Politics of Åland
|This article needs additional citations for verification. (March 2010)|
|This article is part of a series on the
politics and government of
Politics of the Åland Islands takes place in a framework of a parliamentary representative democratic autonomous, demilitarised and unilingually Swedish territory of Finland, whereby the Lantråd is the head of government, and of a multi-party system.
The Åland Islands are governed according to the Act on Åland Autonomy and international treaties, which guarantees autonomy and demilitarized status. The Government of Åland, or Landskapsregering, is dependent on the Parliament of Åland, or Lagting, according to the principles of parliamentarism.
In 1634, Åland was made part of the Åbo and Björneborg County as a part of the grand administrative reforms initiated by count Axel Oxenstierna. The county became part of the Russian Empire within the Grand Duchy of Finland in 1809, when Sweden was forced to cede vast areas in the Napoleonic Wars. When Finland declared its independence in 1917, the newly established state inherited the Åland islands.
During the Civil War in 1918, some Russian troops were still stationed on the islands, causing serious instability and nervousness. This anxiety in the local population, and in the other Scandinavian states, resulted in a Swedish occupation and 7,135 people (of a total population of approximately 22,500 at the time) signing the address for Åland joining the kingdom of Sweden. The fear of Russia finally resulted in a German occupation of the islands. In the mean time, the Finnish press was playing with the idea of an exchange of land areas between Sweden and Finland. The areas in question of this exchange would have been the Swedish speaking Åland to Sweden and some Finnish speaking areas of Norrbotten and Västerbotten to Finland. The response from the Swedish government was bluntly negative to any exchanges of this nature.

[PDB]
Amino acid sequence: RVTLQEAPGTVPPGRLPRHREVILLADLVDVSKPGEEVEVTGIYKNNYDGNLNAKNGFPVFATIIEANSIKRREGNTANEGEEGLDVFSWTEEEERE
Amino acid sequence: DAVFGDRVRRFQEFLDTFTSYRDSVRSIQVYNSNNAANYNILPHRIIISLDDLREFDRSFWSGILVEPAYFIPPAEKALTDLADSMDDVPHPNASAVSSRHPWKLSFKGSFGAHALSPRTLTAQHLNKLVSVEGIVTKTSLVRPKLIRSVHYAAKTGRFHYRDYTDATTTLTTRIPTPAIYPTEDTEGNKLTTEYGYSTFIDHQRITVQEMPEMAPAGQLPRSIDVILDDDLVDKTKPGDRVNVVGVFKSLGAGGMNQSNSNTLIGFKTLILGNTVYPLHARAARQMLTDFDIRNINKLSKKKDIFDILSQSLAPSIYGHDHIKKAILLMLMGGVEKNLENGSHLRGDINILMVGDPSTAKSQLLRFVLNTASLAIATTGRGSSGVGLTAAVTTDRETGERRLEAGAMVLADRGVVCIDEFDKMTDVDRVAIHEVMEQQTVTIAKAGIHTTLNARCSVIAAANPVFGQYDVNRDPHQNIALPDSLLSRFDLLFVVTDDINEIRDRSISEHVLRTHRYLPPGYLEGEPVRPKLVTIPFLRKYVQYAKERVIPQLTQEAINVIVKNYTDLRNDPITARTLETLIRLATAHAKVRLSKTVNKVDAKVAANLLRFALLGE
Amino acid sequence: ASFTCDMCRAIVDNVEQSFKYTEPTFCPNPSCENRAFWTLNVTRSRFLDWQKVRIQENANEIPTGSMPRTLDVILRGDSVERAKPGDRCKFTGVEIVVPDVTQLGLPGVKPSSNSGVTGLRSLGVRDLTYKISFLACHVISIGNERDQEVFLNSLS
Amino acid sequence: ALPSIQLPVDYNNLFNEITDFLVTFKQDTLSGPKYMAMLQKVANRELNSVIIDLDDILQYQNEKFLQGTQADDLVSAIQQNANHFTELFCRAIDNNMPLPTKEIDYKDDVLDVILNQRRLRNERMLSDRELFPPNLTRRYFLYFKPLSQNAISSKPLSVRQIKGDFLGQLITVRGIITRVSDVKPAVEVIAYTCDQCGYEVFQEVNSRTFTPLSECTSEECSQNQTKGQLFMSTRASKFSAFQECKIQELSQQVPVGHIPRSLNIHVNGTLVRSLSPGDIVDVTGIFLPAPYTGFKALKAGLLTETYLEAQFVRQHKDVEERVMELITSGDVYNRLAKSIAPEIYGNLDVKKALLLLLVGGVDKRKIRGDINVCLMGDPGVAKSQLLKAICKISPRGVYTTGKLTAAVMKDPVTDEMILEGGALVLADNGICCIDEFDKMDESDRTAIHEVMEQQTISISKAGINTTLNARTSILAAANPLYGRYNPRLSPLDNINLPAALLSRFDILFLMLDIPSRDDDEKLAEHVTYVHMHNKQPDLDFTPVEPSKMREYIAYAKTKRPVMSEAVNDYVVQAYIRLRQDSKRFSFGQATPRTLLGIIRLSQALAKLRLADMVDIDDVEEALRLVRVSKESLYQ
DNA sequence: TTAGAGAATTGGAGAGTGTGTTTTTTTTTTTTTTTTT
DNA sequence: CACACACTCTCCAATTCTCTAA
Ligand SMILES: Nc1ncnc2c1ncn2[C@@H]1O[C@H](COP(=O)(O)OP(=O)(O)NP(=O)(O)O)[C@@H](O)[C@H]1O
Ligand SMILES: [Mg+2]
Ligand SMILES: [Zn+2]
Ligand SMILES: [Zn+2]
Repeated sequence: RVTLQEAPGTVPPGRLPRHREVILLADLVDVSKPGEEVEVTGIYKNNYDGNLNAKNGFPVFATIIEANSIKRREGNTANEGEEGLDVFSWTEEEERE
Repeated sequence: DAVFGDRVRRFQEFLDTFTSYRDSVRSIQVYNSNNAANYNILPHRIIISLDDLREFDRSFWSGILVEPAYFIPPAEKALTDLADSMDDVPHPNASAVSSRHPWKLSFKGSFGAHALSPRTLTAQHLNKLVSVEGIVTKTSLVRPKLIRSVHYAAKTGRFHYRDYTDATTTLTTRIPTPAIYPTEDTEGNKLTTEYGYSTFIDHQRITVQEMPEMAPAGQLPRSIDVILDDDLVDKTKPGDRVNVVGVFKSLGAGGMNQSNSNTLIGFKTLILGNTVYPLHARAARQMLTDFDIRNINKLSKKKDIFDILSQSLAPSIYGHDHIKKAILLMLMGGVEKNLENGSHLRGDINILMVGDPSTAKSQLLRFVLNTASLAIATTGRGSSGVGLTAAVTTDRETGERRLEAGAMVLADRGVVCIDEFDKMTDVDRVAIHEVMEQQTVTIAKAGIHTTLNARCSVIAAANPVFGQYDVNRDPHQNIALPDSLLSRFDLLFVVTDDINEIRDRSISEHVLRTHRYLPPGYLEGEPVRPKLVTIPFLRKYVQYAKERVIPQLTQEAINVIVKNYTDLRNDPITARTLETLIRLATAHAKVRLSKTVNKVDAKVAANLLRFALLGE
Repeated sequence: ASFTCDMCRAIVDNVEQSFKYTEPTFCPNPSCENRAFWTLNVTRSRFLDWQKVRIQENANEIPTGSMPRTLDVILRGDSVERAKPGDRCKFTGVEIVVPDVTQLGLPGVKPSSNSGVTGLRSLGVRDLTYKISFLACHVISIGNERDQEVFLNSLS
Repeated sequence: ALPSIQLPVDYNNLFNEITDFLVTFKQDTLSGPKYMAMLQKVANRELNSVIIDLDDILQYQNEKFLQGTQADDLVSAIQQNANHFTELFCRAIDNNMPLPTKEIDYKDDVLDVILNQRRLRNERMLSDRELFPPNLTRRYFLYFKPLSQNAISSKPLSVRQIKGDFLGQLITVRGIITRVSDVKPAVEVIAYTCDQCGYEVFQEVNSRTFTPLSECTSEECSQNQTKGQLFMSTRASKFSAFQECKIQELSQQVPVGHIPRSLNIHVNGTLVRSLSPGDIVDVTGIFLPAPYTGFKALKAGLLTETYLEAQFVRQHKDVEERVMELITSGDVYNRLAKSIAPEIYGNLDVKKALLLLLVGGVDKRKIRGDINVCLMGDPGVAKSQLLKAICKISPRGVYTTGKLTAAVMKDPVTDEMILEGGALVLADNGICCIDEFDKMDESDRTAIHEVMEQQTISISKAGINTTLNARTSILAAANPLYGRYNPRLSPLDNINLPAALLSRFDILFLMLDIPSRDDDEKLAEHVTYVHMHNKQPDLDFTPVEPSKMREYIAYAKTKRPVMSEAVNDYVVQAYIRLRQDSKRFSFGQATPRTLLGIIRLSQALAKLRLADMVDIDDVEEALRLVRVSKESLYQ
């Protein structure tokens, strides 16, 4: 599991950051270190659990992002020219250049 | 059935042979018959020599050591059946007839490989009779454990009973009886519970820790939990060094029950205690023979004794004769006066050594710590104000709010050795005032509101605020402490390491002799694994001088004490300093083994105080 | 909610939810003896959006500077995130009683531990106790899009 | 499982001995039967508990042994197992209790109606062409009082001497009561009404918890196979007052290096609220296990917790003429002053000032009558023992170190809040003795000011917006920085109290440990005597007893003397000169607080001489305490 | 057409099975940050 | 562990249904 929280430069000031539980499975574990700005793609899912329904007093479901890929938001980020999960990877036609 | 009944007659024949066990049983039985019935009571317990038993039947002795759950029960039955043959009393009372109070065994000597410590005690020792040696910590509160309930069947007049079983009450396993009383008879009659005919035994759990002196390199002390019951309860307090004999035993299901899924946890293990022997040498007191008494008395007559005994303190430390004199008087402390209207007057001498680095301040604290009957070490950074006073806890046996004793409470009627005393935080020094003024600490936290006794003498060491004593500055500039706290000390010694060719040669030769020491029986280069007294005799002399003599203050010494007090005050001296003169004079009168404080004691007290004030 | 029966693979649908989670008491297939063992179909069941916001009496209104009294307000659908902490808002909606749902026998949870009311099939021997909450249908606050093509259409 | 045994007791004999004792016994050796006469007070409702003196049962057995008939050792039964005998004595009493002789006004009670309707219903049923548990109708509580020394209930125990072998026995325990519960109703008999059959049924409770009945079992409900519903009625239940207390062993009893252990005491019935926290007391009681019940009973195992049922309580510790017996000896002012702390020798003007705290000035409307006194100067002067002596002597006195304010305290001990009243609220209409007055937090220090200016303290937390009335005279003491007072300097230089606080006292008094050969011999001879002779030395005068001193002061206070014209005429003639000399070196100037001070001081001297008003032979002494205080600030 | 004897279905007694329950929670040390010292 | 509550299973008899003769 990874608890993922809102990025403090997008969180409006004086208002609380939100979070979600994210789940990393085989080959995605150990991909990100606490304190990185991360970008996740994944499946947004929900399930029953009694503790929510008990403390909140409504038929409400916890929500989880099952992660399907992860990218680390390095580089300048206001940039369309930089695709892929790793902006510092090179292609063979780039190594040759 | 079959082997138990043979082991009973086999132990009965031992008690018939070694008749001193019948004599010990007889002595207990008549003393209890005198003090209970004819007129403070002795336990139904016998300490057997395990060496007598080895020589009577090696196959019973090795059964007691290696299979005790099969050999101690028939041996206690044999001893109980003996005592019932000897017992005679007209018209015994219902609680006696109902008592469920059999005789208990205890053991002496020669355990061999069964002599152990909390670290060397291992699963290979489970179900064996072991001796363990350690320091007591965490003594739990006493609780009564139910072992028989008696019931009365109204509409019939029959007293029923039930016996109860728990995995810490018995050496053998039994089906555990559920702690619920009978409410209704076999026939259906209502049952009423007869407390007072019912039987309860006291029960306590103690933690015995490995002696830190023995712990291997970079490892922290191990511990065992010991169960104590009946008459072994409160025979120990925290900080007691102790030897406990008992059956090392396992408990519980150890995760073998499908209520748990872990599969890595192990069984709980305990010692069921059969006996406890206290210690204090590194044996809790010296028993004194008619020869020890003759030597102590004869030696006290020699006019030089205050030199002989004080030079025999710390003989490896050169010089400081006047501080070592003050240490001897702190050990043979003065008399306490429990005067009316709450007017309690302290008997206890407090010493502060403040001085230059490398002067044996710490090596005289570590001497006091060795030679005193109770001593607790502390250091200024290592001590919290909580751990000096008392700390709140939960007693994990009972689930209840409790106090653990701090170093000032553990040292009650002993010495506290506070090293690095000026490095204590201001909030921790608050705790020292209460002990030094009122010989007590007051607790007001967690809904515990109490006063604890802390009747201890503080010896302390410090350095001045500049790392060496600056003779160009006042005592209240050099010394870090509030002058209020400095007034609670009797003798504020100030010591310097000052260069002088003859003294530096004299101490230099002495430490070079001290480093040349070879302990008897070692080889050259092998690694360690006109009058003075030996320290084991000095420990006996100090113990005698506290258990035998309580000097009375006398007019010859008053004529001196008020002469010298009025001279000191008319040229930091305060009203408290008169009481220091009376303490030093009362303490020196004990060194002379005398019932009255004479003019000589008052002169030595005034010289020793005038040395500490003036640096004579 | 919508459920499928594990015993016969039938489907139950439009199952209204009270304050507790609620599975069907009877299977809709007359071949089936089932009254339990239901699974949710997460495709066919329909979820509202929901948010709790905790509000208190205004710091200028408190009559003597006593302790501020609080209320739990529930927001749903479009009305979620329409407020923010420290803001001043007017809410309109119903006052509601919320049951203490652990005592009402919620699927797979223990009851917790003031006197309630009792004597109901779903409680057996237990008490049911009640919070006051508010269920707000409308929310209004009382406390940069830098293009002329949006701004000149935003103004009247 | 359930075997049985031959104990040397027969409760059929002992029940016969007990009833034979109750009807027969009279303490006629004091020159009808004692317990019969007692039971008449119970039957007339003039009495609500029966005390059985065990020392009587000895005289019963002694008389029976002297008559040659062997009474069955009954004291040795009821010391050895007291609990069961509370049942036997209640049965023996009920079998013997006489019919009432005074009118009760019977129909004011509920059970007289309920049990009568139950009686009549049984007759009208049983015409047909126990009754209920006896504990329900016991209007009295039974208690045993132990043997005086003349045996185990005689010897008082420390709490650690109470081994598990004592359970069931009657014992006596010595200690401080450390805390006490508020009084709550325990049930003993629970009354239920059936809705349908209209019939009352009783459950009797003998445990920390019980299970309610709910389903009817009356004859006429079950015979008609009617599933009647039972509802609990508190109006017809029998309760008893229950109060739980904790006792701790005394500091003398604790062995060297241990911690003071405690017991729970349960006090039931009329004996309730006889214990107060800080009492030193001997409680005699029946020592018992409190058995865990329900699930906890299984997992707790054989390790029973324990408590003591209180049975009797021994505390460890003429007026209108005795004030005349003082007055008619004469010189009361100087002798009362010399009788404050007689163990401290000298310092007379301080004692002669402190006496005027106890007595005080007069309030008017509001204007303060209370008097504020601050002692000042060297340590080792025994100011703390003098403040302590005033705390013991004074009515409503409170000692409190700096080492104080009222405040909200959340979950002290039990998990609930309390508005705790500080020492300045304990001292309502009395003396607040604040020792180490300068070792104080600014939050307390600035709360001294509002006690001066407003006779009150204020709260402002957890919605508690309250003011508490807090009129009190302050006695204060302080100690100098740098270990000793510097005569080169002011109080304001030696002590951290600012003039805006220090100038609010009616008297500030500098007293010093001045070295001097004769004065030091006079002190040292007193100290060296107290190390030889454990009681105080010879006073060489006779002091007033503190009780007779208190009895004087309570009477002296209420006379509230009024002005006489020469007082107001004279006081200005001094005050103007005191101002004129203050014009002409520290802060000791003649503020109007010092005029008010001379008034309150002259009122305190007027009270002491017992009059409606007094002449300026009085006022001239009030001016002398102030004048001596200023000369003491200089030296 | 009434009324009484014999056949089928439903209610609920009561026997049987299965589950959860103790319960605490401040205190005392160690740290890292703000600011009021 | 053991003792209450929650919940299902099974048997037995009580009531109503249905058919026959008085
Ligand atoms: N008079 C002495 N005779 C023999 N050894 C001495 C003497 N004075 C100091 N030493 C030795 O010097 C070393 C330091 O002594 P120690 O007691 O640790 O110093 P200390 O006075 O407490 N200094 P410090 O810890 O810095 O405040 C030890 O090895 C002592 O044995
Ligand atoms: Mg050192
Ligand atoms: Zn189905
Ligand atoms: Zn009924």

In 1921 the question of Åland was brought to the council of League of Nations. The council decided unanimously, that the islands would remain under Finland's sovereignty, but stated that the native population's rights to their own language had to be preserved, that the area had to stay demilitarized and that Åland was granted autonomy during peace time.1
Åland has its own national flag, has issued its own postage stamps since 1984, has its own police force, and is a member of the Nordic Council. The islands are demilitarised, and the male population is exempted from conscription. Parliamentarism has been the custom since 1988. The Åland autonomy preceded the creation of the Regions of Finland, but the autonomous government of Åland also handles what the regional councils do.
|Other Government parties||MÅ, Obs, ÅC|
|Åland Centre (Ålands Center)||3,068||–39||23.0||–1.2||7||–1|
|Liberals for Åland (Liberalerna på Åland)||2,630||–1,546||19.7||–12.9||6||–4|
|Åland Social Democrats (Ålands Socialdemokrater)||2,404||+891||18.0||+6.2||6||+3|
|Moderates of Åland (Moderaterna på Åland)||1,810||+577||13.5||+3.9||4||+1|
|Non-aligned Coalition (Obunden Samling)||1,639||+66||12.3||±0.0||4||±0|
|Future of Åland (Ålands Framtid)||1,286||+216||9.6||+1.3||3||+1|
|Election Association for Henrik Appelqvist (Valmansförening för Henrik Appelqvist)||138||—||1.0||—||0||—|
|Total (turnout 66.9%)||13,360||100.0||30||±0|
|Sources: JCI Mariehamn|
- Municipalities of Åland, or Kommuner